development.

    Discussion: Pursuant to section 102(b) of the Act and 

Sec. 361.45(c) of the final regulations, the DSU must inform 

eligible individuals of the range of available options in obtaining 

assistance for purposes of developing the IPE (e.g., developing the 

IPE with DSU assistance, with non-DSU assistance, or on one's own). 

Since IPE development assistance from non-DSU sources is authorized, 

the regulations do not prohibit the DSU from supporting the costs of 

that assistance. At the same time, however, we agree that the DSU 

need not pay the costs of assistance provided by non-DSU sources if 

it so chooses. Thus, it falls within the discretion of the DSU to 

determine whether, and under what circumstances, it will pay for 

technical assistance in IPE development from sources other than the 

DSU.

    We believe that the proposed regulations accurately reflected 

the scope of functions that the Act reserves to the DSU, as well as 

the broad authority for non-DSU counselors to assist in the 

development and review of IPEs at the individual's discretion. As 

some commenters pointed out, a qualified VR counselor who is 

employed by the DSU must approve and sign the IPE and any amendments 

to the IPE (see section 102(b)(2)(C)(ii) and (b)(2)(E) of the Act). 

The proposed regulations followed the framework established by the 

Act, i.e., by enabling individuals to receive assistance in IPE 

development from whichever source (if any) that they choose and 

ensuring that the DSU maintains final IPE approval authority as the 

Act requires. We do not believe that additional regulatory 

provisions in this area, including definitions, are needed.

    While we note, as we did in the preamble to the NPRM, that the 

DSU also is responsible for ensuring that the individual's IPE is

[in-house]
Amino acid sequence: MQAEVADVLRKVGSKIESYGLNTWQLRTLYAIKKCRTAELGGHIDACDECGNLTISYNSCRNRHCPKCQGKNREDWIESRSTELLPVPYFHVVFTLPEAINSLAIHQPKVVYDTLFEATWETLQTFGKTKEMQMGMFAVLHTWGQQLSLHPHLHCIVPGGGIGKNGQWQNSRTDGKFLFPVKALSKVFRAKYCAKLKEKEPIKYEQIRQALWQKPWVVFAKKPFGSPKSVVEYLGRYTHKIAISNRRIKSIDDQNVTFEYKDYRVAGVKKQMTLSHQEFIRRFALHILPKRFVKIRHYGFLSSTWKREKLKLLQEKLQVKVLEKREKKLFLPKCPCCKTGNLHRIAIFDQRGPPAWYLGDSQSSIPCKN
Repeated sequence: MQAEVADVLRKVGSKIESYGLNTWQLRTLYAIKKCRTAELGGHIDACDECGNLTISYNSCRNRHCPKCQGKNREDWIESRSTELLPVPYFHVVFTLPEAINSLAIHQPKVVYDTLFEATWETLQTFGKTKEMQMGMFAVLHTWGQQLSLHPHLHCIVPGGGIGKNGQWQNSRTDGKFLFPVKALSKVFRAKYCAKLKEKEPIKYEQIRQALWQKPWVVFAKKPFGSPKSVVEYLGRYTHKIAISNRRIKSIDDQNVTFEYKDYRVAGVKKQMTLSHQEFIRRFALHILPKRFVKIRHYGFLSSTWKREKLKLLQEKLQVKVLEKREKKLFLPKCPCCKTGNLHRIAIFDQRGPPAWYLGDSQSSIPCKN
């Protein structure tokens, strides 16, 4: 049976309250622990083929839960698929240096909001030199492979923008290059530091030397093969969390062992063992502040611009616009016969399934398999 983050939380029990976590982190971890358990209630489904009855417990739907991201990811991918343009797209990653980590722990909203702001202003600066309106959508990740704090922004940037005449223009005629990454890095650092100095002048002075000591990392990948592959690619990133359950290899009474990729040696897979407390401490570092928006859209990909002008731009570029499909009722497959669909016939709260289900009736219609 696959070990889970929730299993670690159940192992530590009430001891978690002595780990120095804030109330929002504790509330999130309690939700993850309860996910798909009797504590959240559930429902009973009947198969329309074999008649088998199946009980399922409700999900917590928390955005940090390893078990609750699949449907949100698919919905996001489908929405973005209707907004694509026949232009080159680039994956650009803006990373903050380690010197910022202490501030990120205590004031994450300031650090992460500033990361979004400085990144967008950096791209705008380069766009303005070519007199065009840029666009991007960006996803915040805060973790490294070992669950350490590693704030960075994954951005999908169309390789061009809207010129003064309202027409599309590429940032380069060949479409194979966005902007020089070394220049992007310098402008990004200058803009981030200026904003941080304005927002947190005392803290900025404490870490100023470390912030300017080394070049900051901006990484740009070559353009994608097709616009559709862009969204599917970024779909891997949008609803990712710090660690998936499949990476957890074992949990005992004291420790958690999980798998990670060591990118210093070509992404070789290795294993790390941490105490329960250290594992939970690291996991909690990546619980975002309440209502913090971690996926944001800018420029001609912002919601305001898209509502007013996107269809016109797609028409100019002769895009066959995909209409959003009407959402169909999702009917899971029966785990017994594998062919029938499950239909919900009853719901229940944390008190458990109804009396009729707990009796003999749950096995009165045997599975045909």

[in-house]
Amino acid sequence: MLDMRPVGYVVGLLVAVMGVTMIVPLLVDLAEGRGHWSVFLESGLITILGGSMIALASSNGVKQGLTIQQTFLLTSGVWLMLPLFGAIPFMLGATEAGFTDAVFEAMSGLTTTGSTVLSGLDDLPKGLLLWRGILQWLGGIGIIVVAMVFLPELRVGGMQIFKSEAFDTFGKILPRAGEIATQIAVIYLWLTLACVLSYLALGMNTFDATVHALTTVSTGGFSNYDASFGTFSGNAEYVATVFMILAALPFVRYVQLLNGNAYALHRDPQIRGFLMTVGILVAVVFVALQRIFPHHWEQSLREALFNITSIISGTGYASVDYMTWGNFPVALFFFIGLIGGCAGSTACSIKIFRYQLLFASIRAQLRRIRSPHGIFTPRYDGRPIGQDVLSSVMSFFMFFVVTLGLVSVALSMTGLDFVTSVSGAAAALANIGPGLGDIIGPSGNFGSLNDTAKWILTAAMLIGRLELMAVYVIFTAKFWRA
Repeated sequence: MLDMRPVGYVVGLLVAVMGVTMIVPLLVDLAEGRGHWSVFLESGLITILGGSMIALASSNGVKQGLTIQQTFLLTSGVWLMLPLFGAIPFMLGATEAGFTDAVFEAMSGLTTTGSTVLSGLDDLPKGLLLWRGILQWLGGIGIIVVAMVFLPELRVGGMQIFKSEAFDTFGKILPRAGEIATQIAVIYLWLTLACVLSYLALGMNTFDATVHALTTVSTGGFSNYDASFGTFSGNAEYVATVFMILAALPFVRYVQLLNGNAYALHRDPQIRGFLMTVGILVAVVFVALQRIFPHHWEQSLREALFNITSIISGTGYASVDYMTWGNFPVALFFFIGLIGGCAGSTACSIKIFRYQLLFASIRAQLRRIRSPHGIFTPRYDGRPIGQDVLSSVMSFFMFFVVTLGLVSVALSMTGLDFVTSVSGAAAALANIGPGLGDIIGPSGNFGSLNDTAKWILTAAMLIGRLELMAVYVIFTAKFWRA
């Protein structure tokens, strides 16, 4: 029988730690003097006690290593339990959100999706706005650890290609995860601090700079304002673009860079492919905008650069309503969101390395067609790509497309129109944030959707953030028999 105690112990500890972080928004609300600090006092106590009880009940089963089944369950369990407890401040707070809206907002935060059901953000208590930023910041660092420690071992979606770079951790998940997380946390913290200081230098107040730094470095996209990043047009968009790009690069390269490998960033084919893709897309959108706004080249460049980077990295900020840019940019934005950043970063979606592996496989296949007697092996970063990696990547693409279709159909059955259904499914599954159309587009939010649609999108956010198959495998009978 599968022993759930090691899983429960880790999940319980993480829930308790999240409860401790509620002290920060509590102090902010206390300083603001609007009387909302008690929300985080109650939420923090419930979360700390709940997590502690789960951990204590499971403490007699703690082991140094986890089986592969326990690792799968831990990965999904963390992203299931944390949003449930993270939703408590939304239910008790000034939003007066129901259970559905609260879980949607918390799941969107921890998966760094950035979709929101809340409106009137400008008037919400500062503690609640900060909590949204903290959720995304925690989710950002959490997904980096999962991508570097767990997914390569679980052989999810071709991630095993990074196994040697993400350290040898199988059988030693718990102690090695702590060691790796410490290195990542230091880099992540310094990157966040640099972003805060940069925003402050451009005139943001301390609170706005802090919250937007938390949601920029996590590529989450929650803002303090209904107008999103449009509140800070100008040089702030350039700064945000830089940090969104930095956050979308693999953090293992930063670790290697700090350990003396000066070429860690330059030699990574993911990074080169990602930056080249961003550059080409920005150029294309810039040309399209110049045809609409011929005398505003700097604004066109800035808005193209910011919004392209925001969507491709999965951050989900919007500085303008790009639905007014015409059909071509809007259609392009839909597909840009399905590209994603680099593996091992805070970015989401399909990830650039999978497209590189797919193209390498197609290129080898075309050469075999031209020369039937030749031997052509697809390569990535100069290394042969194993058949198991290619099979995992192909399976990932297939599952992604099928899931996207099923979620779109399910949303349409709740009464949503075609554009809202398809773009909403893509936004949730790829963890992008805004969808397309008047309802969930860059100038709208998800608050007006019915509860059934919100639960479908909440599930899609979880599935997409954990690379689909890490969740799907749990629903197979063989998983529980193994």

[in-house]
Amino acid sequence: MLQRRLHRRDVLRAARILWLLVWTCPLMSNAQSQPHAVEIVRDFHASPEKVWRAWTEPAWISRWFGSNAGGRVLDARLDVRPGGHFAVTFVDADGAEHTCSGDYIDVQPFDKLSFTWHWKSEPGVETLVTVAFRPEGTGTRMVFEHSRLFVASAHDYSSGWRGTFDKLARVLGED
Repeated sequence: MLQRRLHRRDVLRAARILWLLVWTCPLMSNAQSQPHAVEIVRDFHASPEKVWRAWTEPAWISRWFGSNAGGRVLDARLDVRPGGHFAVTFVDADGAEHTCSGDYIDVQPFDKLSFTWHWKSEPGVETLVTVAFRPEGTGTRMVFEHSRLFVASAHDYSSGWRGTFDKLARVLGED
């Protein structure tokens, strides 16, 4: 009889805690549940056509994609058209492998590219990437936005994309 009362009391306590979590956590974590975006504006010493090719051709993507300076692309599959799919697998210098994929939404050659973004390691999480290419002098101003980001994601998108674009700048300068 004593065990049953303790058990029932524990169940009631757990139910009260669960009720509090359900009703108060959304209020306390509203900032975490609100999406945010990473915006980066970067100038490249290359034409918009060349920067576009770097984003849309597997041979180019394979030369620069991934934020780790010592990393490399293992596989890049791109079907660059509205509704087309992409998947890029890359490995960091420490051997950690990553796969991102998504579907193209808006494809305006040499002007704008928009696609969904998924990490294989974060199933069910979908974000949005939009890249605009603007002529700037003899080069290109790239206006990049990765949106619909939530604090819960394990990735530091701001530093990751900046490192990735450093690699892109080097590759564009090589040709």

reviewed annually, we do not agree that that review must necessarily 

be conducted by a DSU counselor. As discussed in greater detail in 

the NPRM preamble (65 FR 10626 and 10627), Congress intended to 

distinguish between IPE functions that must be performed by a 

qualified VR counselor employed by the DSU and related functions 

that may be performed by a qualified VR counselor or other person 

who is not employed by the State unit. Thus, in addition to enabling 

individuals to secure assistance from outside the DSU in developing 

the IPE and IPE amendments, the DSU can meet its responsibility to 

ensure that the IPE is reviewed at least annually with the 

individual by conducting the review itself or, at the individual's 

discretion, by approving the results of a review appropriately 

conducted by a qualified VR counselor from outside the DSU.

    At the same time, however, we do appreciate the commenters 

concerns regarding the potential conflicts of interest, including 

potential limits on the exercise of informed choice, that may arise 

if the counselor or other person assisting the individual in 

developing (or amending) the IPE is employed or otherwise affiliated 

with an organization that may provide services to the individual 

under that IPE. However, without information indicating whether that 

problem exists or the resulting effects that an existing problem has 

on participants in the program, we are not inclined to restrict, 

through these final regulations, the individual's choice of 

assistants in developing the IPE. Nonetheless, we emphasize that 

DSUs must ensure that individuals are given full opportunities to 

exercise informed choice in the selection of services and service 

providers consistent with the requirements of section 102(d) of the 

Act and Sec. 361.52 of these final regulations. Accordingly, we 

would expect DSUs to address any situation, if it arises, in which 

it believes that a counselor employed by a service provider is 

unduly influencing an individual during IPE development to obtain 

services through that counselor's employer without providing the 

individual with sufficient choices.

    We maintain that requirements in Sec. 361.45(e) regarding DSU